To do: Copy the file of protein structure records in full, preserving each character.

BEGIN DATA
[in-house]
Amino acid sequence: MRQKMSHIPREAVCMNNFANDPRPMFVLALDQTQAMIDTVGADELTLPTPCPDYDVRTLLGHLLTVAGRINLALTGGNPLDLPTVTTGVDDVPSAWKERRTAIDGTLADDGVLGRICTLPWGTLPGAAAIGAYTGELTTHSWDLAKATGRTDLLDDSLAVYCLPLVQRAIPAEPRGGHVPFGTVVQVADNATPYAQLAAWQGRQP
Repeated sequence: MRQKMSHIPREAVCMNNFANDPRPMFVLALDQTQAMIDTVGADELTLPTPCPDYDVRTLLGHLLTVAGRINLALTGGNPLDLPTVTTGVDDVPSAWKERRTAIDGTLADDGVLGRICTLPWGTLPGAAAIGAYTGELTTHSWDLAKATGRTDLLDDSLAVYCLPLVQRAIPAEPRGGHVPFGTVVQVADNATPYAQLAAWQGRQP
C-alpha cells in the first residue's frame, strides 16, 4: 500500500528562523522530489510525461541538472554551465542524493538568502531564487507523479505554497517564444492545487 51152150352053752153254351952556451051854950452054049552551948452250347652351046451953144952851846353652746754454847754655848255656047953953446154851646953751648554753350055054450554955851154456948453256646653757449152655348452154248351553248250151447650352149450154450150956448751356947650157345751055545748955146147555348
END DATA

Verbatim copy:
[in-house]
Amino acid sequence: MRQKMSHIPREAVCMNNFANDPRPMFVLALDQTQAMIDTVGADELTLPTPCPDYDVRTLLGHLLTVAGRINLALTGGNPLDLPTVTTGVDDVPSAWKERRTAIDGTLADDGVLGRICTLPWGTLPGAAAIGAYTGELTTHSWDLAKATGRTDLLDDSLAVYCLPLVQRAIPAEPRGGHVPFGTVVQVADNATPYAQLAAWQGRQP
Repeated sequence: MRQKMSHIPREAVCMNNFANDPRPMFVLALDQTQAMIDTVGADELTLPTPCPDYDVRTLLGHLLTVAGRINLALTGGNPLDLPTVTTGVDDVPSAWKERRTAIDGTLADDGVLGRICTLPWGTLPGAAAIGAYTGELTTHSWDLAKATGRTDLLDDSLAVYCLPLVQRAIPAEPRGGHVPFGTVVQVADNATPYAQLAAWQGRQP
C-alpha cells in the first residue's frame, strides 16, 4: 500500500528562523522530489510525461541538472554551465542524493538568502531564487507523479505554497517564444492545487 51152150352053752153254351952556451051854950452054049552551948452250347652351046451953144952851846353652746754454847754655848255656047953953446154851646953751648554753350055054450554955851154456948453256646653757449152655348452154248351553248250151447650352149450154450150956448751356947650157345751055545748955146147555348